India slaps Vodafone with $2.53 bln tax demand

NEW DELHI — India slapped a 2.53-billion-dollar tax bill on British cell phone giant Vodafone on Friday over its 2007 purchase of an Indian mobile company and demanded payment within 30 days.

By (AFP)

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Published: Fri 22 Oct 2010, 7:39 PM

Last updated: Mon 6 Apr 2015, 11:44 AM

The formal demand is the latest development in Vodafone’s bitter row with Indian tax authorities over its 11.1-billion dollar purchase of a 67-percent stake in Hong Kong-based Hutchison Whampoa Ltd’s Indian mobile unit.

Indian tax officials have call the long-running dispute a “test case.”

It is being closely watched by international investors with experts saying the case could have implications for big-ticket purchases of Indian firms by other foreign companies.

“The income tax department today issued an order raising a tax demand of 112.17 billion rupees (2.53 billion dollars) on Vodafone International Holdings BV,” owned by Vodafone Group Plc, the tax office said in a statement.

“The tax demand is to be paid within 30 days,” the statement said.

The bill follows a lower court ruling last month ordering Vodafone to pay taxes on the acquisition. India’s Supreme Court is slated to set a date for a hearing on the company’s appeal next Monday.

The tax demand brought a stinging response from Vodafone, which accused tax authorities of “attempting to interpret Indian law as it has never been interpreted for the past 50 years.”

“This interpretation also goes against internationally recognised tax norms,” a Vodafone spokesman said.

Vodafone “strongly disagrees with the tax calculation” and believes “it is not liable for any tax on this transaction involving the transfer of a company outside of India,” the spokesman said.

Vodafone maintains Indian law did not require it to deduct tax because the deal took place in the Cayman Islands and both buyer and seller were foreign.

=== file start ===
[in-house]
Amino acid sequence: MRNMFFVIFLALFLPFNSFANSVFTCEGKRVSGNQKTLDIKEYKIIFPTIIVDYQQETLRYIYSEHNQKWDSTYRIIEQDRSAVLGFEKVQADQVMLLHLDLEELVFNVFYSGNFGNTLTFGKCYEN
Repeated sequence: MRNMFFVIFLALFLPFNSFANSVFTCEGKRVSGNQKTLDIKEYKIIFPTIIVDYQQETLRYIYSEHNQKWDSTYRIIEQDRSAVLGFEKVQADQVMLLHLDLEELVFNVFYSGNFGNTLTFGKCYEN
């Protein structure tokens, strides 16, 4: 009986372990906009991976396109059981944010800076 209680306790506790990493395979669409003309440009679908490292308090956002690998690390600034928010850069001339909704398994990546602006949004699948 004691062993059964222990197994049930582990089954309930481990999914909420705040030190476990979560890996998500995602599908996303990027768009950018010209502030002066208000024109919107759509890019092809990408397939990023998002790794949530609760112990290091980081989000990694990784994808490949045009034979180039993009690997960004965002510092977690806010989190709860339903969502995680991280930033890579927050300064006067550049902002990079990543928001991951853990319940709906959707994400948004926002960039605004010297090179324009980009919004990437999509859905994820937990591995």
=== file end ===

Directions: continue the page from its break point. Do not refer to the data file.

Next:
“Further, Vodafone was the acquirer and not the vendor and has made no gain on the transaction,” the spokesman noted.

Earlier this week, Vodafone chief executive Vittorio Colao said the outcome of the dispute could be a key factor in determining the company’s future investments in India.

“The tax issue will be incredibly important for us to determine how (investor) friendly India is.”

Colao also said it was “very important to have an outcome here that establishes a principle for the future. This is a concern for our investors and for other international investors.”

The latest development comes as Indian authorities scrutinise tax aspects of other international deals.

SABMiller, the world’s second-biggest brewer, has a tax case pending over its 120-billion-dollar acquisition in 2006 of the Indian arm of Foster’s from the Australian drinks group.

“This (tax) law has been in place since the 1960s, it has never been interpreted like this — that’s why the Vodafone case is seen as a test case,” a tax analyst at an international consultancy told AFP.

Vodafone has faced a rough ride since it entered India, the world’s fastest-growing mobile market, with cut-throat competition forcing down call rates and hitting the company’s earnings.

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